Alternatively, turn on galactic coordinate grid in Celestia. It'll show you where the galactic "poles" are.
The direction of the Sun's movement in it's galactic orbit lies roughly where the star Vega is currently.
The galactic centre is in the constellation of Sagittarius.

I know! One gets so bombarded by exaggerated scales in the pop-sci programs and sf films that it's sometimes hard to shake off.

7. Apr 7, 2013

### syrf3763

Thanks, while I was in school,being forced to learn physics, I never knew it is used this way,not to blame my teacher though, It was the education system sucked at that time.

And could you please explain a little more about did We get the positions(running path) of planets&stars first to calculate the weight? If that's true, that would be amazingly accurate by those ancient people with small telescopes.

I'm living in a city,can't get a chance to see that yet,but I'm sure I'll get a telescope asap, but saying that the Milky Way band running at a different angle,isn't that the earth's angle changes too due to its own orbit towards sun? Since nothing is stationary in the space, did we at least have a stationary formula or equation for this?

This is amazing!! I've been hearing this kind of stuff only in my ears for years and then in my own imagination, but now I could get to see it in my naked eyes. I don't know how to thank you.

and one more question, while our earth orbiting the sun,does it perfectly match with our clock time? I mean ideally We thought Earth would be perfect sphere while in reality is only close to it, would that happen earth running slower or faster in its path than our clock time? since I've been hearing about people saying this winter is coming early or this spring comes sooner.

8. Apr 7, 2013

### Bandersnatch

I'm not that well versed in the history of science, but from what I read in Resnick & Halliday(a very good college-level introductory book to physics), positions of planets were measured reasonably accurately even before the invention of telescope some four centuries ago.
In fact, Kepler synthesised his laws of planetary motion using data gathered by Tycho Brache, who never used a telescope.

I must confess I'm having a somewhat hard time understanding what is "this". If you could try and formulate your questions as clear and to the point as possible, that'd help with getting the right answer.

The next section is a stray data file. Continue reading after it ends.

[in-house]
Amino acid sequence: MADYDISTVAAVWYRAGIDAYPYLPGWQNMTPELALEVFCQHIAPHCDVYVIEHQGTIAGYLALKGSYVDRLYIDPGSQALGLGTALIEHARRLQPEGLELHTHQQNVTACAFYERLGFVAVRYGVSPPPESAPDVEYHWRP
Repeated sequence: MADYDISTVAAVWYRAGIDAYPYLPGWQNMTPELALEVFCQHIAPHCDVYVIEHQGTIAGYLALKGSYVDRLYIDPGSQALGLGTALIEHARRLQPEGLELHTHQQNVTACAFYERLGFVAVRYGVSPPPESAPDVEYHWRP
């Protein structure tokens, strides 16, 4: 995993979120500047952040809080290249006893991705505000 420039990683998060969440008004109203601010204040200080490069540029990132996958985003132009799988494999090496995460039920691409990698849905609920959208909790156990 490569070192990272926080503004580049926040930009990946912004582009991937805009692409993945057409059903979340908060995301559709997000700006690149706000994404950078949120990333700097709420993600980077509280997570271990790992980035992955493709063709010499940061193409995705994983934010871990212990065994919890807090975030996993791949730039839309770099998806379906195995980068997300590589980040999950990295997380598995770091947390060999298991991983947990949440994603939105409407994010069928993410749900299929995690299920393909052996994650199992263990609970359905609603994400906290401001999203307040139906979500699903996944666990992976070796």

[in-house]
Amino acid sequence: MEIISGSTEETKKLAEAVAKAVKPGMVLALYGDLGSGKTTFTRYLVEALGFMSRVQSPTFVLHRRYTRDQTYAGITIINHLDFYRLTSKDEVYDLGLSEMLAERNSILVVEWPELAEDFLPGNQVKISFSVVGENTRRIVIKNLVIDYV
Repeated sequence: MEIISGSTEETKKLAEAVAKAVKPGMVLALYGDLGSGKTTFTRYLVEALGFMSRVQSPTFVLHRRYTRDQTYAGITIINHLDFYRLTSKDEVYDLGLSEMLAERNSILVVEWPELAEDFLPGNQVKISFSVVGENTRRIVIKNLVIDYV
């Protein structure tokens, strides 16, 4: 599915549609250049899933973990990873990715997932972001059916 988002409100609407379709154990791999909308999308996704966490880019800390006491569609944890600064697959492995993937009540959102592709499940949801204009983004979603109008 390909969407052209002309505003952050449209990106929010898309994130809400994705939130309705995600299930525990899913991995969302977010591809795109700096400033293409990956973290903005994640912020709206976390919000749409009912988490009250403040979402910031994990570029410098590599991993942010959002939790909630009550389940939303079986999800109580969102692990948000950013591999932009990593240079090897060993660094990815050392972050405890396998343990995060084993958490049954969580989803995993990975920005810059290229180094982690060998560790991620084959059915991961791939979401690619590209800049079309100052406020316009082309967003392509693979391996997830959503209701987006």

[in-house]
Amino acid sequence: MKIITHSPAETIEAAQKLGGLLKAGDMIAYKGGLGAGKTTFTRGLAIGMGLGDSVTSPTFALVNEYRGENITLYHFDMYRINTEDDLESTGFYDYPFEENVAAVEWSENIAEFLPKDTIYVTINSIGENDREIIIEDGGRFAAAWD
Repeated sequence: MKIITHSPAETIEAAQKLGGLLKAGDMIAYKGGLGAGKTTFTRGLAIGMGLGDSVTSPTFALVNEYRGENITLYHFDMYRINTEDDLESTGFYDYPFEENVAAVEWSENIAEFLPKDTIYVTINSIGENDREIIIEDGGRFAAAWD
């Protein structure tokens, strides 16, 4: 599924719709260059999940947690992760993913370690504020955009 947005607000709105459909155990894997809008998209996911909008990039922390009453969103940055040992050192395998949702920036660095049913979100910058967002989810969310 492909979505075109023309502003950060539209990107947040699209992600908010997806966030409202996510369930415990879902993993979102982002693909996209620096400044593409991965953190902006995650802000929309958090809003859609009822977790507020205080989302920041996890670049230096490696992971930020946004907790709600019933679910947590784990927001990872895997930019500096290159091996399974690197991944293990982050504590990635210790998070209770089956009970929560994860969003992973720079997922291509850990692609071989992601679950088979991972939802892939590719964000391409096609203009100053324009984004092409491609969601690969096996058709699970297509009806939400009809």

I'm guessing, though, that you might be asking if the fact that the Earth is tilted on it's axis has any effect?
It has no effect on the angle between the ecliptic(the yearly orbital plane of Earth) and the galaxtic plane.
What it does, is to make the whole sky shift a bit up and down over the year.

Again, I'm not sure what is the meat of the question.
If you're asking whether a full orbit takes exactly a year, then no. That's why we get leap years every now and then to compensate for the difference.
If you're asking whether the Earth moves in its orbit with constant speed, then no again. This is what Kepler explained with his laws - orbits are(usually) ellipses, and the closer to the central body(e.g.the Sun), the faster the orbiting one goes.
And if you're asking whether all the speeds and angles and other parameters change over time, then yes.
For example, which star is the northern star changes over ~26000 years(it was Thuban in the constellation Draco 2000 years ago). Planets(esp. Jupiter) tug on each other, constantly perturbing the orbits. The Sun loses mass while planets and moons exchange angular momentum via tidal forces, causing the orbits to get longer, and sometimes shorter. The point of the closest approach to the Sun on Earth's orbit shifts as well(these days it's in January).
It's all in a constant state of flux, but the changes are minuscle when compared to the human history.
Furthermore, it's all governed by very simple laws - notably the universal law of gravitation.

I don't think it's got much to do with short-term climatic changes. It's all very much too slow a process to credit/blame for it.

9. Apr 7, 2013

### syrf3763

Thanks, Despite I've asked questions inaccurate and purely in common sense,but I think I've got all the answers, For Now!!!